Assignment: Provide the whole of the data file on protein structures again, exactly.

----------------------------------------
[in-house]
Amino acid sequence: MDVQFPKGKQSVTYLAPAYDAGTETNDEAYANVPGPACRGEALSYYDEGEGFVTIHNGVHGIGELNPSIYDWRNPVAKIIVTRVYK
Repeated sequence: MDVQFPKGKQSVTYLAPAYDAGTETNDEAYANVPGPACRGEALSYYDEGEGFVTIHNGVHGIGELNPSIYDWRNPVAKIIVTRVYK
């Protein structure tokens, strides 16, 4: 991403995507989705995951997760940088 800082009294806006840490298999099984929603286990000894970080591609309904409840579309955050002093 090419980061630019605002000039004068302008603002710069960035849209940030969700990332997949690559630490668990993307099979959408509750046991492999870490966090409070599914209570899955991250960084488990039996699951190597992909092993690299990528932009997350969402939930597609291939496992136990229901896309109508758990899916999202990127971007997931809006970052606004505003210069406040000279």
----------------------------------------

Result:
[in-house]
Amino acid sequence: MDVQFPKGKQSVTYLAPAYDAGTETNDEAYANVPGPACRGEALSYYDEGEGFVTIHNGVHGIGELNPSIYDWRNPVAKIIVTRVYK
Repeated sequence: MDVQFPKGKQSVTYLAPAYDAGTETNDEAYANVPGPACRGEALSYYDEGEGFVTIHNGVHGIGELNPSIYDWRNPVAKIIVTRVYK
């Protein structure tokens, strides 16, 4: 991403995507989705995951997760940088 800082009294806006840490298999099984929603286990000894970080591609309904409840579309955050002093 090419980061630019605002000039004068302008603002710069960035849209940030969700990332997949690559630490668990993307099979959408509750046991492999870490966090409070599914209570899955991250960084488990039996699951190597992909092993690299990528932009997350969402939930597609291939496992136990229901896309109508758990899916999202990127971007997931809006970052606004505003210069406040000279």